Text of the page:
The Pygmy Ribbontail catshark, one of the smallest shark species, gets its name from the dark bands on its tail fin.
It is a type of Finback catshark native to patches of the western Indo-Pacific, named after Lewis Radcliffe, the General Assistant and Naturalist on board the vessel. It was first caught during the 1907-1910 expedition of the U.S. Fish Commission Steamer Albatross to the Philippines.
Pygmy Ribbontail Catshark Scientific Classification
|Scientific name||E. radcliffei|
The Pygmy Ribbontail catshark is a tiny species with males growing to 18-19 cm (7 in) and females averaging 15-16 cm (6 in). The largest specimens measured 23 cm (9.1 in) for males and 24 cm (9.4 in) for females, respectively. Their weight was recorded with a 24.2 cm (9.5 in) long pregnant female that weighed 37 g (1.3 oz) and an adult male 18.6 cm (7.3 in) long weighing 14 g (0.5 oz).
It has a slim, dark brown body with black blotches on its dorsal fins and characteristic blackish bands on its long tail. The snout is short and blunt with a V-shaped mouth, long, oval eyes equipped with nictitating membranes, and nostrils with triangular skin flaps. The mouth has multiple rows of small, cusped teeth with comb-like sides. Papillae are present on the edges of the gill arches and the roof of the mouth.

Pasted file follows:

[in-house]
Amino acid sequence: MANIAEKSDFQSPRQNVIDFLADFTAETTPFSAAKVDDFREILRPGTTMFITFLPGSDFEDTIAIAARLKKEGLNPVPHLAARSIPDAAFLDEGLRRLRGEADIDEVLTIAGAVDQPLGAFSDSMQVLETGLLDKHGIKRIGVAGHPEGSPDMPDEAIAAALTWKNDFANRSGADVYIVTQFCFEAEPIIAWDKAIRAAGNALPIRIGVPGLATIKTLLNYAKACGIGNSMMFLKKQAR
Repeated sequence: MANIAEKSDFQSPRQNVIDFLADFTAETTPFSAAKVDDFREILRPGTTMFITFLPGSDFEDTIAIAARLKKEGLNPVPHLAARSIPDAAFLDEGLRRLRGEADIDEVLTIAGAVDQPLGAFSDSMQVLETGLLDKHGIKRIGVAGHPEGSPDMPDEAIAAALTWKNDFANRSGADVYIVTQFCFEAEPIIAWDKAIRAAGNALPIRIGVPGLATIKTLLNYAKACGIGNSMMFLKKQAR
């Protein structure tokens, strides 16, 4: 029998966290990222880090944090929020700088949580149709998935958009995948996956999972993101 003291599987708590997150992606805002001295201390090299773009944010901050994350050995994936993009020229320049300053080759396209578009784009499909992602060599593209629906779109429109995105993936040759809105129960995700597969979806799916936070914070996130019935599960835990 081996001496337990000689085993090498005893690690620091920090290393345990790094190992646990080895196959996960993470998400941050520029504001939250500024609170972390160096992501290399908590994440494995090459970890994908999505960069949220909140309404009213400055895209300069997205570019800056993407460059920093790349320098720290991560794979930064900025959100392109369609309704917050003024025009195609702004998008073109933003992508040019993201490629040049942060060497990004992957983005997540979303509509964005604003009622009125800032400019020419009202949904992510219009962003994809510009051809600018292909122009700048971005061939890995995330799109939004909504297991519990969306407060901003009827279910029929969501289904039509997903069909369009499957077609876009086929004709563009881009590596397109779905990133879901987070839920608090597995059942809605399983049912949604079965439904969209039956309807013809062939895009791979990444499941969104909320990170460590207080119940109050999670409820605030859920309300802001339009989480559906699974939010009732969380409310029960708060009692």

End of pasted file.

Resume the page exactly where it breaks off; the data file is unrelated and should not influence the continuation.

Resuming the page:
The two dorsal fins are similar-sized and lack spines. The first is placed close to the pectoral fins, and the other originates near the anal fin. This anal fin is smaller than half the dorsal fins’ height. The caudal fin is long, narrow, and low, nearly a quarter of its total length.
Where do they live
Map Of The Pygmy Ribbontail Catshark’s Habitat
This species has an uneven distribution all over the western Indo-Pacific Ocean, from Tanzania to the Philippines. It has a great range (22°N-10°S) that includes the Gulf of Aden, the Bay of Bengal, The Andaman Islands, the Gulf of Mannar, and Vietnam. It is especially abundant in southern India and the Philippines. A bottom-dwelling species, it inhabits the muddy upper continental slope at depths of 71-766 m (232-2,513 ft).
Their primary diet consists of bony fish like lanternfish, bristlemouths, and small eels. They also feed on crustaceans and squid.
The females are ovoviviparous, giving birth to 1-2 huge pups compared to the mother. These newborns are usually around 11 cm (4.3 in) long. The females can get pregnant at 16.6 cm (6.5 in). However, only females over 18 cm (7 in) can sustain fully formed fetuses. Due to this, researchers believe they grow very quickly during the gestation period.
The males become sexually active at 18-19 cm (7.1-7.5 in) and females at 15-16 cm (5.9-6.3 in) long.
Some studies hint that they may exhibit fluorescence, yet this is unproven. Apart from this, they have many standard features such as a keen sense of sight and smell, streamlined bodies, and sharp teeth for hunting.
This shark has little to no economic value, only caught as bycatch by deep sea trawlers on the Philippine coast. There are no conservation efforts, and the IUCN has marked it as “Least Concern” or “LC.”